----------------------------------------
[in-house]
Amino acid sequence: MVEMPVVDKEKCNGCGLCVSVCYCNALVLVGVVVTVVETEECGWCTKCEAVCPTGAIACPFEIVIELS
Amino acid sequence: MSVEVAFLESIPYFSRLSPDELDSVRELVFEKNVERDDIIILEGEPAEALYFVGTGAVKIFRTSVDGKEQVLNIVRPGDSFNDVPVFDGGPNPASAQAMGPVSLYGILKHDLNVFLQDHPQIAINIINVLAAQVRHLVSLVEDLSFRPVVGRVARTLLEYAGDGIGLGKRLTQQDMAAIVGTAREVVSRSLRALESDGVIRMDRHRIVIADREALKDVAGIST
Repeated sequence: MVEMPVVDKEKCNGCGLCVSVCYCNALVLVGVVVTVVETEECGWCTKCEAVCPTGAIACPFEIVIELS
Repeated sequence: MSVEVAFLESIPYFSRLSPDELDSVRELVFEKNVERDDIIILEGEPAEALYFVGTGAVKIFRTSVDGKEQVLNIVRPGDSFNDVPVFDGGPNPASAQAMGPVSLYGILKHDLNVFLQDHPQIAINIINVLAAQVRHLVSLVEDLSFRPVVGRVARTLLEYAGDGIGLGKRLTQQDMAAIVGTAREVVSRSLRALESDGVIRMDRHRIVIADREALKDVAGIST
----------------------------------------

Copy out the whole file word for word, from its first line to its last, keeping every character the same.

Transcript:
[in-house]
Amino acid sequence: MVEMPVVDKEKCNGCGLCVSVCYCNALVLVGVVVTVVETEECGWCTKCEAVCPTGAIACPFEIVIELS
Amino acid sequence: MSVEVAFLESIPYFSRLSPDELDSVRELVFEKNVERDDIIILEGEPAEALYFVGTGAVKIFRTSVDGKEQVLNIVRPGDSFNDVPVFDGGPNPASAQAMGPVSLYGILKHDLNVFLQDHPQIAINIINVLAAQVRHLVSLVEDLSFRPVVGRVARTLLEYAGDGIGLGKRLTQQDMAAIVGTAREVVSRSLRALESDGVIRMDRHRIVIADREALKDVAGIST
Repeated sequence: MVEMPVVDKEKCNGCGLCVSVCYCNALVLVGVVVTVVETEECGWCTKCEAVCPTGAIACPFEIVIELS
Repeated sequence: MSVEVAFLESIPYFSRLSPDELDSVRELVFEKNVERDDIIILEGEPAEALYFVGTGAVKIFRTSVDGKEQVLNIVRPGDSFNDVPVFDGGPNPASAQAMGPVSLYGILKHDLNVFLQDHPQIAINIINVLAAQVRHLVSLVEDLSFRPVVGRVARTLLEYAGDGIGLGKRLTQQDMAAIVGTAREVVSRSLRALESDGVIRMDRHRIVIADREALKDVAGIST